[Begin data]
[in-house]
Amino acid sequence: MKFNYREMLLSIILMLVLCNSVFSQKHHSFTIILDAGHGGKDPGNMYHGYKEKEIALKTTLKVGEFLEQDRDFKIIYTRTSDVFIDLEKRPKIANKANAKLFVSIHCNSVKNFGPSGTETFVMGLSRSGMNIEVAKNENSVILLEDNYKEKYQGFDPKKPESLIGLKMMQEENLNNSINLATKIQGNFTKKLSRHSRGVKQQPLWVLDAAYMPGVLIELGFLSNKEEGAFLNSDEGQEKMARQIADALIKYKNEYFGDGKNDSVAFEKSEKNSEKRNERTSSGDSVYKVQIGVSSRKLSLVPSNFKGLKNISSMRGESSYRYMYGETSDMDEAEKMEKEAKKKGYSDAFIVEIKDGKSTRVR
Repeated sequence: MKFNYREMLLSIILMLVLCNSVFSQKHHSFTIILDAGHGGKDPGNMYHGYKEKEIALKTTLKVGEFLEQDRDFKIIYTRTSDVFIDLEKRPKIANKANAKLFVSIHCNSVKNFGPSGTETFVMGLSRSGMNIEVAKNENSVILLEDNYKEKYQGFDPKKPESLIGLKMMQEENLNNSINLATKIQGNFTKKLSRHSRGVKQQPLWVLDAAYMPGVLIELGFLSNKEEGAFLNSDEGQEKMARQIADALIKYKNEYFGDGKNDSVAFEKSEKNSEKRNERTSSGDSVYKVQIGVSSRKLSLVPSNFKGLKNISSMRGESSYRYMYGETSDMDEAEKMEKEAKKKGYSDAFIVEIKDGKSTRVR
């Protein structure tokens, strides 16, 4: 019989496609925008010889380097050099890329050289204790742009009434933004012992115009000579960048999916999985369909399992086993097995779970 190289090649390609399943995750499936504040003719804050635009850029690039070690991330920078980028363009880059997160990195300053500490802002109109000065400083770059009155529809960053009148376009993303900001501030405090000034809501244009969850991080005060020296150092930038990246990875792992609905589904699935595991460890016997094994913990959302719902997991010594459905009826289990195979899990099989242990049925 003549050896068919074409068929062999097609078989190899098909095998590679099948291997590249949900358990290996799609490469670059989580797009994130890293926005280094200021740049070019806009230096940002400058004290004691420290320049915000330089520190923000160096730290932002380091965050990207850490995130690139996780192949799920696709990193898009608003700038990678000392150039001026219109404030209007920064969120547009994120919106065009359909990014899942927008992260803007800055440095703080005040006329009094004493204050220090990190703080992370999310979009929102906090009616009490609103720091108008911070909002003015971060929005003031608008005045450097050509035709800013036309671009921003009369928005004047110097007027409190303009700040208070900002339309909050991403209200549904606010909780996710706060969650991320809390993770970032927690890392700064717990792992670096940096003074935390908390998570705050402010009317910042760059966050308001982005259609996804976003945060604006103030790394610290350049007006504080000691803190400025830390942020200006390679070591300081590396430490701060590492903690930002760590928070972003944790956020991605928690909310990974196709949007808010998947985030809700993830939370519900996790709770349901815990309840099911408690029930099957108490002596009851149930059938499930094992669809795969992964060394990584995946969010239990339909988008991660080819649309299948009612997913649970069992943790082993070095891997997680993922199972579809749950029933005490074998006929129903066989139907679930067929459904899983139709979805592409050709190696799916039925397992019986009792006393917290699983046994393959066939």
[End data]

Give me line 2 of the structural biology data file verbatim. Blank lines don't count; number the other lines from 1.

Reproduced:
Amino acid sequence: MKFNYREMLLSIILMLVLCNSVFSQKHHSFTIILDAGHGGKDPGNMYHGYKEKEIALKTTLKVGEFLEQDRDFKIIYTRTSDVFIDLEKRPKIANKANAKLFVSIHCNSVKNFGPSGTETFVMGLSRSGMNIEVAKNENSVILLEDNYKEKYQGFDPKKPESLIGLKMMQEENLNNSINLATKIQGNFTKKLSRHSRGVKQQPLWVLDAAYMPGVLIELGFLSNKEEGAFLNSDEGQEKMARQIADALIKYKNEYFGDGKNDSVAFEKSEKNSEKRNERTSSGDSVYKVQIGVSSRKLSLVPSNFKGLKNISSMRGESSYRYMYGETSDMDEAEKMEKEAKKKGYSDAFIVEIKDGKSTRVR